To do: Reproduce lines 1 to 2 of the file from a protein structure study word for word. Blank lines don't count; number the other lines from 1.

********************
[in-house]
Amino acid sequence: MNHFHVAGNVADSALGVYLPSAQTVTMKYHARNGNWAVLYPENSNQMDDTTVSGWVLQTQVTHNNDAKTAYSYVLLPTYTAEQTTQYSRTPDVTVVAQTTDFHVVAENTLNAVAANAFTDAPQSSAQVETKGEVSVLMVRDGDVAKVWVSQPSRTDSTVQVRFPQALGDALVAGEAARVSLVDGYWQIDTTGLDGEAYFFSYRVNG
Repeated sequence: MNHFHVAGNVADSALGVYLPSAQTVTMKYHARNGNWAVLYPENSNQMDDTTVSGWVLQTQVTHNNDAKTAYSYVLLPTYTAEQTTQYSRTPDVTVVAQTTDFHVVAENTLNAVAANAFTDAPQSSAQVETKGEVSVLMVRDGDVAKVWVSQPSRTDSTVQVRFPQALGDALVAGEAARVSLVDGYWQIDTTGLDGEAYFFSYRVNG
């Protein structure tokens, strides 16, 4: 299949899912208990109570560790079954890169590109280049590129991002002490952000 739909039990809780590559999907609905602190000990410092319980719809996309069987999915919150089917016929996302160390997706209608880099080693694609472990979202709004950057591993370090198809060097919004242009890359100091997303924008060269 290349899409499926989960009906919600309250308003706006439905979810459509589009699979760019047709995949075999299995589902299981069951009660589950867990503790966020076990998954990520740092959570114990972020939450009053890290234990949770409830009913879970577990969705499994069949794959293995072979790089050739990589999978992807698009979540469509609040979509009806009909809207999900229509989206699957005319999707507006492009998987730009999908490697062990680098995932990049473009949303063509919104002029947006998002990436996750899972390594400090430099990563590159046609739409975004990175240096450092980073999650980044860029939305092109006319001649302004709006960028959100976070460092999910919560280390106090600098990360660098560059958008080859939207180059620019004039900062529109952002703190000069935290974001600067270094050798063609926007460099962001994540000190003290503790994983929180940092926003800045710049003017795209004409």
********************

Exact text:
[in-house]
Amino acid sequence: MNHFHVAGNVADSALGVYLPSAQTVTMKYHARNGNWAVLYPENSNQMDDTTVSGWVLQTQVTHNNDAKTAYSYVLLPTYTAEQTTQYSRTPDVTVVAQTTDFHVVAENTLNAVAANAFTDAPQSSAQVETKGEVSVLMVRDGDVAKVWVSQPSRTDSTVQVRFPQALGDALVAGEAARVSLVDGYWQIDTTGLDGEAYFFSYRVNG